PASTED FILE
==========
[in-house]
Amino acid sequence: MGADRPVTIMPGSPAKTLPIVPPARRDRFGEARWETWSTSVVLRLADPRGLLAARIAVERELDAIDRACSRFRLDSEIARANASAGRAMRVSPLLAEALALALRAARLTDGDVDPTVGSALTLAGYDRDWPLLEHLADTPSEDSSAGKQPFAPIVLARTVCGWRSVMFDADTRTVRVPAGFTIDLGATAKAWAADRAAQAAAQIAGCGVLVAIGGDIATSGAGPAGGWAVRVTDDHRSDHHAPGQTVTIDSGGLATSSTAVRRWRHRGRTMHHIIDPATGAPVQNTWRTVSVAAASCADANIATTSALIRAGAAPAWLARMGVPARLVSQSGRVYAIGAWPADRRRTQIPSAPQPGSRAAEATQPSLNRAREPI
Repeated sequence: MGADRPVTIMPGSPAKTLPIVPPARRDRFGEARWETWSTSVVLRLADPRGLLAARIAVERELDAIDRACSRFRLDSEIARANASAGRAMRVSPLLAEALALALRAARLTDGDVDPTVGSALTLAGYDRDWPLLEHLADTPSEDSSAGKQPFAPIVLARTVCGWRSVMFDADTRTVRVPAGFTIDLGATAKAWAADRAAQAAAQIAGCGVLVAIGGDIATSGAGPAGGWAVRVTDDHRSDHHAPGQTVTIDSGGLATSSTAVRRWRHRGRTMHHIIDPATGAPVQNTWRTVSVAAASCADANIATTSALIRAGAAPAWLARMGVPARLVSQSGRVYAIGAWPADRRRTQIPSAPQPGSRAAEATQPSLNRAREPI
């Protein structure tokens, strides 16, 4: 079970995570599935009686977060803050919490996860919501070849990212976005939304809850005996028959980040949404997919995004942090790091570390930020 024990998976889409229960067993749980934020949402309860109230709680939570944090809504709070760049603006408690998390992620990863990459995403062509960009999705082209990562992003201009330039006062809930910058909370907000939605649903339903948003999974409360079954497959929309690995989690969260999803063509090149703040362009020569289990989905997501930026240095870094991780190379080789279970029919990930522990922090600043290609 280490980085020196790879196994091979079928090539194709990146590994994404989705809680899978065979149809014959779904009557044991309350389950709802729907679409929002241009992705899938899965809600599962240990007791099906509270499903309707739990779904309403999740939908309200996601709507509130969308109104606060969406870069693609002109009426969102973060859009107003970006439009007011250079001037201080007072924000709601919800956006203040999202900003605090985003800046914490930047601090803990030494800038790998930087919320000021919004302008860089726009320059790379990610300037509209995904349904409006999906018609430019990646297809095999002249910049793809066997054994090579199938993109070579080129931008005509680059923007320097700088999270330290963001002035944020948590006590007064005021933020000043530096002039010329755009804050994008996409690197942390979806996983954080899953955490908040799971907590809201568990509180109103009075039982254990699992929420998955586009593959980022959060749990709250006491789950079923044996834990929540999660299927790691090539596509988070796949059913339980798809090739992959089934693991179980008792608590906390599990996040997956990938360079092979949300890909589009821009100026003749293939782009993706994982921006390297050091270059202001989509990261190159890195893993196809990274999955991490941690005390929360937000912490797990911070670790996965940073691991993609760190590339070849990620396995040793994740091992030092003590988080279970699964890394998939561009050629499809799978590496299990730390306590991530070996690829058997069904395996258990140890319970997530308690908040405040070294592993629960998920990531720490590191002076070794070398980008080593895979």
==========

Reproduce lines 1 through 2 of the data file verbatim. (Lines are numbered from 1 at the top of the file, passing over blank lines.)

[in-house]
Amino acid sequence: MGADRPVTIMPGSPAKTLPIVPPARRDRFGEARWETWSTSVVLRLADPRGLLAARIAVERELDAIDRACSRFRLDSEIARANASAGRAMRVSPLLAEALALALRAARLTDGDVDPTVGSALTLAGYDRDWPLLEHLADTPSEDSSAGKQPFAPIVLARTVCGWRSVMFDADTRTVRVPAGFTIDLGATAKAWAADRAAQAAAQIAGCGVLVAIGGDIATSGAGPAGGWAVRVTDDHRSDHHAPGQTVTIDSGGLATSSTAVRRWRHRGRTMHHIIDPATGAPVQNTWRTVSVAAASCADANIATTSALIRAGAAPAWLARMGVPARLVSQSGRVYAIGAWPADRRRTQIPSAPQPGSRAAEATQPSLNRAREPI